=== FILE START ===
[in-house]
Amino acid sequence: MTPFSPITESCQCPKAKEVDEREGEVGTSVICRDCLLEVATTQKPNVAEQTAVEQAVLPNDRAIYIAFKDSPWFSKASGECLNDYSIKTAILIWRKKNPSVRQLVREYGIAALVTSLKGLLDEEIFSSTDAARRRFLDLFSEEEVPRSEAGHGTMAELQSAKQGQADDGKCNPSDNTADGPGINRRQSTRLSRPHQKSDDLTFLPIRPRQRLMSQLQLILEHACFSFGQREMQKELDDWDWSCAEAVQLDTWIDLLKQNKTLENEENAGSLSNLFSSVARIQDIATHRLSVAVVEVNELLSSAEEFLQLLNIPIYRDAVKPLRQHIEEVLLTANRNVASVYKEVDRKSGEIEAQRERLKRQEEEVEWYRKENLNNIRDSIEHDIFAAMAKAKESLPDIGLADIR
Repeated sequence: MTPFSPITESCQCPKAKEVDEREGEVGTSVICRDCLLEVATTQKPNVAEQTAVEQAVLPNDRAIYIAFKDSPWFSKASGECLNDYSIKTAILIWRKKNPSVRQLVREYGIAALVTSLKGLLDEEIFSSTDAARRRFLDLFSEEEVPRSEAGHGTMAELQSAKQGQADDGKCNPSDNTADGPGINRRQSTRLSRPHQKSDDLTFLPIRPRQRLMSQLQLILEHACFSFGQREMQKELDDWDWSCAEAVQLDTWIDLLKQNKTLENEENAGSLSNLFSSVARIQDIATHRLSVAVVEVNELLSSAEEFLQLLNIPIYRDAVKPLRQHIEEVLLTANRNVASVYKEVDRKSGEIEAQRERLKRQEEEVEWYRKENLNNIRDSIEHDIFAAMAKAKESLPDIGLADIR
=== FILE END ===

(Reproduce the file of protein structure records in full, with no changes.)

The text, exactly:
[in-house]
Amino acid sequence: MTPFSPITESCQCPKAKEVDEREGEVGTSVICRDCLLEVATTQKPNVAEQTAVEQAVLPNDRAIYIAFKDSPWFSKASGECLNDYSIKTAILIWRKKNPSVRQLVREYGIAALVTSLKGLLDEEIFSSTDAARRRFLDLFSEEEVPRSEAGHGTMAELQSAKQGQADDGKCNPSDNTADGPGINRRQSTRLSRPHQKSDDLTFLPIRPRQRLMSQLQLILEHACFSFGQREMQKELDDWDWSCAEAVQLDTWIDLLKQNKTLENEENAGSLSNLFSSVARIQDIATHRLSVAVVEVNELLSSAEEFLQLLNIPIYRDAVKPLRQHIEEVLLTANRNVASVYKEVDRKSGEIEAQRERLKRQEEEVEWYRKENLNNIRDSIEHDIFAAMAKAKESLPDIGLADIR
Repeated sequence: MTPFSPITESCQCPKAKEVDEREGEVGTSVICRDCLLEVATTQKPNVAEQTAVEQAVLPNDRAIYIAFKDSPWFSKASGECLNDYSIKTAILIWRKKNPSVRQLVREYGIAALVTSLKGLLDEEIFSSTDAARRRFLDLFSEEEVPRSEAGHGTMAELQSAKQGQADDGKCNPSDNTADGPGINRRQSTRLSRPHQKSDDLTFLPIRPRQRLMSQLQLILEHACFSFGQREMQKELDDWDWSCAEAVQLDTWIDLLKQNKTLENEENAGSLSNLFSSVARIQDIATHRLSVAVVEVNELLSSAEEFLQLLNIPIYRDAVKPLRQHIEEVLLTANRNVASVYKEVDRKSGEIEAQRERLKRQEEEVEWYRKENLNNIRDSIEHDIFAAMAKAKESLPDIGLADIR